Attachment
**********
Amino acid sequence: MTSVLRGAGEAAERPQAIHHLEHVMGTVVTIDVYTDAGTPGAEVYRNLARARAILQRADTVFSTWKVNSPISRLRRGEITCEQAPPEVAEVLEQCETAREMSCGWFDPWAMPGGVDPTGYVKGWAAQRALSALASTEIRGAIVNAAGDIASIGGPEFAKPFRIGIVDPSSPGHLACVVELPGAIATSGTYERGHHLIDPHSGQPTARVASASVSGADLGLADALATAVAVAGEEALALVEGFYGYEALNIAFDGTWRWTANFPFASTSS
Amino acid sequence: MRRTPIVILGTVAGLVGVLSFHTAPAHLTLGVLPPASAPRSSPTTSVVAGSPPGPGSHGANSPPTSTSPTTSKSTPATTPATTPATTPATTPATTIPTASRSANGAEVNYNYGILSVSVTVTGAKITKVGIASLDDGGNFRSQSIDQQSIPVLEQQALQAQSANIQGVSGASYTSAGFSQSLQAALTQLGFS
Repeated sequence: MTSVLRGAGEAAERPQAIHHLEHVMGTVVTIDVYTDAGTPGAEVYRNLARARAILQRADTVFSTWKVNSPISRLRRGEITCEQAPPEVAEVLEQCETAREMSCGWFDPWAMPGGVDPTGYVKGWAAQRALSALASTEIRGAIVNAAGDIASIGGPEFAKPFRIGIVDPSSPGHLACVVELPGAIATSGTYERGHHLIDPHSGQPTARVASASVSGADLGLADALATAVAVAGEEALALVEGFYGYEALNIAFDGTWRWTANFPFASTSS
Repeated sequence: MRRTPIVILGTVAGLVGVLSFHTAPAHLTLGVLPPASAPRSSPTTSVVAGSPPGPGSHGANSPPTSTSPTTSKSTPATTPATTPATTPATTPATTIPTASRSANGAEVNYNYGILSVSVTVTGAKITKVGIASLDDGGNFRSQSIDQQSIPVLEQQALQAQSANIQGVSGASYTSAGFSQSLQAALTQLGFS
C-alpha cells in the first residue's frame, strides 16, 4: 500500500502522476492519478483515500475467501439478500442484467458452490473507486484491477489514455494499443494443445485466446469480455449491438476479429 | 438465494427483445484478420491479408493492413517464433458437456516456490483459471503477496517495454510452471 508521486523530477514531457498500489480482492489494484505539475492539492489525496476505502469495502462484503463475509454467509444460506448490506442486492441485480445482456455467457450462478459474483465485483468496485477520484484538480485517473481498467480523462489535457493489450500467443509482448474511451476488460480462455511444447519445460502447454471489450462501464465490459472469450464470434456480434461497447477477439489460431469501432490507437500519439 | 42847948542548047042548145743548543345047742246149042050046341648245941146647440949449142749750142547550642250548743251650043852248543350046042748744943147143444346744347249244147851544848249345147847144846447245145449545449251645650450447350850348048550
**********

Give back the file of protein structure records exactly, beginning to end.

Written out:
Amino acid sequence: MTSVLRGAGEAAERPQAIHHLEHVMGTVVTIDVYTDAGTPGAEVYRNLARARAILQRADTVFSTWKVNSPISRLRRGEITCEQAPPEVAEVLEQCETAREMSCGWFDPWAMPGGVDPTGYVKGWAAQRALSALASTEIRGAIVNAAGDIASIGGPEFAKPFRIGIVDPSSPGHLACVVELPGAIATSGTYERGHHLIDPHSGQPTARVASASVSGADLGLADALATAVAVAGEEALALVEGFYGYEALNIAFDGTWRWTANFPFASTSS
Amino acid sequence: MRRTPIVILGTVAGLVGVLSFHTAPAHLTLGVLPPASAPRSSPTTSVVAGSPPGPGSHGANSPPTSTSPTTSKSTPATTPATTPATTPATTPATTIPTASRSANGAEVNYNYGILSVSVTVTGAKITKVGIASLDDGGNFRSQSIDQQSIPVLEQQALQAQSANIQGVSGASYTSAGFSQSLQAALTQLGFS
Repeated sequence: MTSVLRGAGEAAERPQAIHHLEHVMGTVVTIDVYTDAGTPGAEVYRNLARARAILQRADTVFSTWKVNSPISRLRRGEITCEQAPPEVAEVLEQCETAREMSCGWFDPWAMPGGVDPTGYVKGWAAQRALSALASTEIRGAIVNAAGDIASIGGPEFAKPFRIGIVDPSSPGHLACVVELPGAIATSGTYERGHHLIDPHSGQPTARVASASVSGADLGLADALATAVAVAGEEALALVEGFYGYEALNIAFDGTWRWTANFPFASTSS
Repeated sequence: MRRTPIVILGTVAGLVGVLSFHTAPAHLTLGVLPPASAPRSSPTTSVVAGSPPGPGSHGANSPPTSTSPTTSKSTPATTPATTPATTPATTPATTIPTASRSANGAEVNYNYGILSVSVTVTGAKITKVGIASLDDGGNFRSQSIDQQSIPVLEQQALQAQSANIQGVSGASYTSAGFSQSLQAALTQLGFS
C-alpha cells in the first residue's frame, strides 16, 4: 500500500502522476492519478483515500475467501439478500442484467458452490473507486484491477489514455494499443494443445485466446469480455449491438476479429 | 438465494427483445484478420491479408493492413517464433458437456516456490483459471503477496517495454510452471 508521486523530477514531457498500489480482492489494484505539475492539492489525496476505502469495502462484503463475509454467509444460506448490506442486492441485480445482456455467457450462478459474483465485483468496485477520484484538480485517473481498467480523462489535457493489450500467443509482448474511451476488460480462455511444447519445460502447454471489450462501464465490459472469450464470434456480434461497447477477439489460431469501432490507437500519439 | 42847948542548047042548145743548543345047742246149042050046341648245941146647440949449142749750142547550642250548743251650043852248543350046042748744943147143444346744347249244147851544848249345147847144846447245145449545449251645650450447350850348048550